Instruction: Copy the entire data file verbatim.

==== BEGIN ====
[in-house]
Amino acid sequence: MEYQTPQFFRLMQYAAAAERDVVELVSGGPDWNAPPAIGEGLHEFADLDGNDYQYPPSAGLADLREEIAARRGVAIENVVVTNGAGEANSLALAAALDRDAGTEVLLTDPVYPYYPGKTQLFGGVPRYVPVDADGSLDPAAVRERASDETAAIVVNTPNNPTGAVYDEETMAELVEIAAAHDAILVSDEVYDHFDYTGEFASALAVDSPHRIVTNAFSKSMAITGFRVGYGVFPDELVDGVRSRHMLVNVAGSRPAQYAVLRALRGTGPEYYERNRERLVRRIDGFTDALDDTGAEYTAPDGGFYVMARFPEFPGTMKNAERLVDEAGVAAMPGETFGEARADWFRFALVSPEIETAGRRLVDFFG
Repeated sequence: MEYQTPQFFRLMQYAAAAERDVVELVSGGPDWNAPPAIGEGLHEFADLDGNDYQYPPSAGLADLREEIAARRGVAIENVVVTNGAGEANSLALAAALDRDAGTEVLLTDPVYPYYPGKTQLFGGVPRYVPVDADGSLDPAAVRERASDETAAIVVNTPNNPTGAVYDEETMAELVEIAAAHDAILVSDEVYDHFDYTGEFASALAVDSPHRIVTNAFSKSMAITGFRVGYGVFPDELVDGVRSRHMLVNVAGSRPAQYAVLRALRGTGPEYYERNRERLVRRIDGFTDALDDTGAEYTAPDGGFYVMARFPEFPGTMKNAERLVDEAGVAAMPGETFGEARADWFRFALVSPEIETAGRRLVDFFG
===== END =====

[in-house]
Amino acid sequence: MEYQTPQFFRLMQYAAAAERDVVELVSGGPDWNAPPAIGEGLHEFADLDGNDYQYPPSAGLADLREEIAARRGVAIENVVVTNGAGEANSLALAAALDRDAGTEVLLTDPVYPYYPGKTQLFGGVPRYVPVDADGSLDPAAVRERASDETAAIVVNTPNNPTGAVYDEETMAELVEIAAAHDAILVSDEVYDHFDYTGEFASALAVDSPHRIVTNAFSKSMAITGFRVGYGVFPDELVDGVRSRHMLVNVAGSRPAQYAVLRALRGTGPEYYERNRERLVRRIDGFTDALDDTGAEYTAPDGGFYVMARFPEFPGTMKNAERLVDEAGVAAMPGETFGEARADWFRFALVSPEIETAGRRLVDFFG
Repeated sequence: MEYQTPQFFRLMQYAAAAERDVVELVSGGPDWNAPPAIGEGLHEFADLDGNDYQYPPSAGLADLREEIAARRGVAIENVVVTNGAGEANSLALAAALDRDAGTEVLLTDPVYPYYPGKTQLFGGVPRYVPVDADGSLDPAAVRERASDETAAIVVNTPNNPTGAVYDEETMAELVEIAAAHDAILVSDEVYDHFDYTGEFASALAVDSPHRIVTNAFSKSMAITGFRVGYGVFPDELVDGVRSRHMLVNVAGSRPAQYAVLRALRGTGPEYYERNRERLVRRIDGFTDALDDTGAEYTAPDGGFYVMARFPEFPGTMKNAERLVDEAGVAAMPGETFGEARADWFRFALVSPEIETAGRRLVDFFG